Arthur C. Clarke, in case you never heard of him, was a British science fiction writer, science writer and futurist, inventor, undersea explorer, and television series host. He was a co-writer of the screenplay for the 1968 film 2001: A Space Odyssey. Clarke was a science writer, who was both an avid popularizer of space travel and a futurist of uncanny ability. On these subjects he wrote over a dozen books and many essays. He was awarded a number of Hugo and Nebula awards, which along with a large readership made him one of the towering figures of science fiction. For many years Clarke, Robert Heinlein and Isaac Asimov were known as the “Big Three” of science fiction.
The City and the Stars takes place one billion years in the future, in the city of Diaspar. By this time, the Earth is so old that the oceans have gone and humanity has all but left. As far as the people of Diaspar know, theirs is the only city left on the planet. The city of Diaspar is completely enclosed. Nobody has come in or left the city for as long as anybody can remember, and everybody in Diaspar has an instinctive insular conservatism. The story behind this fear of venturing outside the city tells of a race of ruthless invaders which beat humanity back from the stars to Earth, and then made a deal that humanity could live—if they never left the planet.
In Diaspar, the entire city is run by the Central Computer. Not only is the city repaired by machines, but the people themselves are created by the machines as well. The computer creates bodies for the people of Diaspar to live in and stores their minds in its memory at the end of their lives. At any time, only a small number of these people are actually living in Diaspar; the rest are retained in the computer’s memory banks.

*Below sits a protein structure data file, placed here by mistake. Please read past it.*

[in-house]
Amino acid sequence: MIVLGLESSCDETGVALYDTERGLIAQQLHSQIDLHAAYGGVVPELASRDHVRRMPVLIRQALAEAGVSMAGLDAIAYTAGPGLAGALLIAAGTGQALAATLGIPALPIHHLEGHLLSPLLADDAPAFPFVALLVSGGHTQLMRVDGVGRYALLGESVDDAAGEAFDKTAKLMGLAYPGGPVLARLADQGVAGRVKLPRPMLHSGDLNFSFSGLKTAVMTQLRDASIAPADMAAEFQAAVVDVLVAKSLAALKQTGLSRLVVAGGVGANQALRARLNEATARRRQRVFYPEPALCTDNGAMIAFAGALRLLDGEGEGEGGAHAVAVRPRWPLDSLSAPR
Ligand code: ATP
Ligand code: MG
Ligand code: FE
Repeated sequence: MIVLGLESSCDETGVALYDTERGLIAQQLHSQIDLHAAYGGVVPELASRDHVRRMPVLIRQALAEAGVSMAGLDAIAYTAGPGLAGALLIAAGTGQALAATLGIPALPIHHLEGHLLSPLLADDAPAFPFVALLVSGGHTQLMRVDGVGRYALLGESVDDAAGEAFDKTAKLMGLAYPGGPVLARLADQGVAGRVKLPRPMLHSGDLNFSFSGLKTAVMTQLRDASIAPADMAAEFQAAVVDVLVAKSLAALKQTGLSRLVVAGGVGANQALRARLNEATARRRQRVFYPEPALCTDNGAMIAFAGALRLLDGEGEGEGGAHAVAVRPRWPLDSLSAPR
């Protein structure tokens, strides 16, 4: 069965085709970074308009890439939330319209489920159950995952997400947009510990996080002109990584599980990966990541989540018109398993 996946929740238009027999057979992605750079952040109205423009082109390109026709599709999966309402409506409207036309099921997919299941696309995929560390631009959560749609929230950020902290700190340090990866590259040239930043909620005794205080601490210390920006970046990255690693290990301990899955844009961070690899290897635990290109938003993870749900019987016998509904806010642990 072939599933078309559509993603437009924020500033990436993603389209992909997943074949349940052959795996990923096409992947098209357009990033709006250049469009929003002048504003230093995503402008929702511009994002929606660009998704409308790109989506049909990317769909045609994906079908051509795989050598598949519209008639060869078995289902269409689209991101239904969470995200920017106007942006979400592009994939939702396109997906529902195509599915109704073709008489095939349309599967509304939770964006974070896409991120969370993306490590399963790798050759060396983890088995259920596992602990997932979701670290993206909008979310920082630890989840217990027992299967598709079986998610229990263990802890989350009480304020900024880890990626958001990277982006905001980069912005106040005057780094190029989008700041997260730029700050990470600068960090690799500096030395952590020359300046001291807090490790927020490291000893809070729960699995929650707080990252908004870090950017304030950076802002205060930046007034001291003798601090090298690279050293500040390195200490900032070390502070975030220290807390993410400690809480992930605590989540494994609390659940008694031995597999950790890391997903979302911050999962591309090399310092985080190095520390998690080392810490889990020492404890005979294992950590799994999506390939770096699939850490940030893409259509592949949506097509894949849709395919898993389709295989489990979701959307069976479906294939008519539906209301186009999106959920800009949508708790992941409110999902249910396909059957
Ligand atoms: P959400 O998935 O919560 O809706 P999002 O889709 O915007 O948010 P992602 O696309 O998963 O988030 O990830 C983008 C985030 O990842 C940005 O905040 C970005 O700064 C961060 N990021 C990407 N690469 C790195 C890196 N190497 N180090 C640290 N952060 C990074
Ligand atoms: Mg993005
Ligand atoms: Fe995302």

All the currently existent people of Diaspar have had past “lives” within Diaspar except one person—Alvin, the main character of this story. He is one of only a very small number of “Uniques”, different from everybody else in Diaspar, not only because he does not have any past lives to remember, but because instead of fearing the outside, he feels compelled to leave. Alvin has just come to the age where he is considered grown up, and is putting all his energies into trying to find a way out. Eventually, a character called Khedron the Jester helps Alvin use the central computer to find a way out of the city of Diaspar. This involves the discovery that in the remote past, Diaspar was linked to other cities by an underground transport system. This system still exists although its terminal was covered over and sealed with only a secret entrance left.
Eventually, the protagonist, Alvin, finds a space ship which is still functional, buried outside Diaspar. He manages to retrieve it, gets his friend from Lys, and travels into deep space. They encounter Vanamonde, a being of pure intellect, with whom the friend, being telepathic like other Lys people, can communicate and bring him back to Earth. From him the truth of history finally emerges.
I was somewhat disappointed. It felt dated, and its tropes and themes seem, from the vantage point of 2018, now rather overdone, but in 1956, when this was written, this was hot stuff. Some interesting ideas, as there always are, even in the most dated of science fiction. But I am still glad I read it.